FOR IMMEDIATE RELEASE: March 13, 2012
SCHUMER: U.S. TRADE REPRESENTATIVE DECISION TO PRESS CHINA ON RARE EARTH ELEMENTS IS GOOD FIRST STEP, BUT MORE MUST BE DONE TO COMBAT CHINA’S ILLEGAL HOARDING OF RARE EARTHS; PRACTICE IS WREAKING HAVOC ON HIGH-TECH AND MANUFACTURING BUSINESSES LIKE CENO TECHNOLOGIES IN BUFFALO
Today, U.S. Senator Charles E. Schumer announced that U.S. Trade Representative Ron Kirk plans to challenge China’s unfair trade practices involving the exports of rare earth elements. Specifically, USTR has requested consultations with the People’s Republic of China at the World Trade Organization (WTO) concerning China’s unfair export restraints on rare earths and other materials that are critical to high-tech and manufacturing businesses like Ceno Technologies in Buffalo. The Chinese government's actions have created yet another unfair advantage for Chinese manufacturers, causing markedly higher cost increases for high-tech and manufacturing companies in New York that produce items ranging from batteries to wind turbines, and from laser-guided weapons to night vision goggles. In January 2011, Schumer stood at the Innovation Center in Buffalo, the future home of Ceno Technologies which relies heavily on rare earth elements for its technology development, as he urged the Administration to take action against China’s unfair practices.
Of all rare earth elements that are industrially mined, 97% are controlled by China. The Chinese government continues to impose strict export restraints and sky-high export taxes on rare earth elements. This has meant a cheap and plentiful flow of rare earth elements within China, and an expensive and drastically limited global supply. U.S. Trade Representative’s request for consultations announced today is the first step in the WTO dispute settlement process, and parties are encouraged to agree to a solution at this stage. Under WTO rules, if the matter is not resolved through consultations within 60 days, the United States may request the establishment of a WTO dispute settlement panel. Schumer today said that this is an important first step, but more must be done to combat China’s hoarding of rare earth metals. He is urging the Treasury Secretary to block financing for Chinese mining projects and the Interior Secretary to block future mining projects in the United States.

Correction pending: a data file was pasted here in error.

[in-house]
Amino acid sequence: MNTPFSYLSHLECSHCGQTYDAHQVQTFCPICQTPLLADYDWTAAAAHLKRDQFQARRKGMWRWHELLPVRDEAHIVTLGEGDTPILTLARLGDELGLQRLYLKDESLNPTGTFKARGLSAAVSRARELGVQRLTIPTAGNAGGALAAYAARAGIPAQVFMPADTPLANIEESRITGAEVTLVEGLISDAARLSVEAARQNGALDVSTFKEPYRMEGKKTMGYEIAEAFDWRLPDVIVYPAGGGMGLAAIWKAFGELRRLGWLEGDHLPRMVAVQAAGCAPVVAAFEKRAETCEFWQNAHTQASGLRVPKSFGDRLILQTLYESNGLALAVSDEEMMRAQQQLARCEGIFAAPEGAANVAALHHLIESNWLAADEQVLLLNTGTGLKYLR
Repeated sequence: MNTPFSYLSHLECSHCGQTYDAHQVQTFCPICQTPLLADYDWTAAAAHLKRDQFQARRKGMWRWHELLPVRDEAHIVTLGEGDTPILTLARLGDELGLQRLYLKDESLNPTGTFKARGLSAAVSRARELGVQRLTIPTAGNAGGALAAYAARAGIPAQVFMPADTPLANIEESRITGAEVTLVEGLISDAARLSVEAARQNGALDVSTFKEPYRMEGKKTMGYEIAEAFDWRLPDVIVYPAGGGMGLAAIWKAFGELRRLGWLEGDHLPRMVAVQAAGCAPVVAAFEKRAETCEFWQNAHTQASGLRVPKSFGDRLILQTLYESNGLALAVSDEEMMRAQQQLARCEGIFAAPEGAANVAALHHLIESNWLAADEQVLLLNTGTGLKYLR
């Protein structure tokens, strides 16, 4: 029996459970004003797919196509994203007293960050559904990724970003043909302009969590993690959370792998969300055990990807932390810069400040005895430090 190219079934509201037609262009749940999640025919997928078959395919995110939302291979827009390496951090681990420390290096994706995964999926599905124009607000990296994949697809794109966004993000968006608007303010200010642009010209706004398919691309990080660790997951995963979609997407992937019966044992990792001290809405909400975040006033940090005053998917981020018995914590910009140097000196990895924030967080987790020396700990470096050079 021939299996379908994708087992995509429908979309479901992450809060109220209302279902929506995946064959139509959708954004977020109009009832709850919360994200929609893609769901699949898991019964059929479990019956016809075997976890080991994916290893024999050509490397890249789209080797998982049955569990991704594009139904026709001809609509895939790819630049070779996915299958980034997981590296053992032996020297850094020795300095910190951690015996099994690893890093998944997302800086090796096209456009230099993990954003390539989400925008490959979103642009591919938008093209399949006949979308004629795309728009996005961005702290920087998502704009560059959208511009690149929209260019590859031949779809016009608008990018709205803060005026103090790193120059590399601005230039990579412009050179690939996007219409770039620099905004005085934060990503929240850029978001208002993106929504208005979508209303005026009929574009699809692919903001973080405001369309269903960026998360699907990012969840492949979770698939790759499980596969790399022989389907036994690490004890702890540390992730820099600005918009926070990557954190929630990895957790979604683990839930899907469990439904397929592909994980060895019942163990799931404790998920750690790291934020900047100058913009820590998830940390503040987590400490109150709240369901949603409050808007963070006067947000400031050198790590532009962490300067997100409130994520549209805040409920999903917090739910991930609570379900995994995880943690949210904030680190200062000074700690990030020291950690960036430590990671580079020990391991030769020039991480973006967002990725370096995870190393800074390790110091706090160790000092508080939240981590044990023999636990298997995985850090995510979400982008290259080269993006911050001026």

"From currency manipulation to hoarding rare earth minerals, the Chinese government has time and time again violated international treaties and trade agreements to boost their economy at the expense of others," said Schumer. “The U.S. Trade Representative’s announcement today to challenge China’s restraint on exports of rare earth elements at the World Trade Organization marks an important step towards putting a stop to China’s illegal hoarding practices that are threatening New York’s high-tech and manufacturing businesses in Buffalo and throughout the state. But we have to do more, which is why I’m urging the administration to block international bank financing of Chinese mining projects, as well as new Chinese mining projects in the U.S., until China agrees to play by the rules. I will continue to push the Administration to move this case across the finish line.”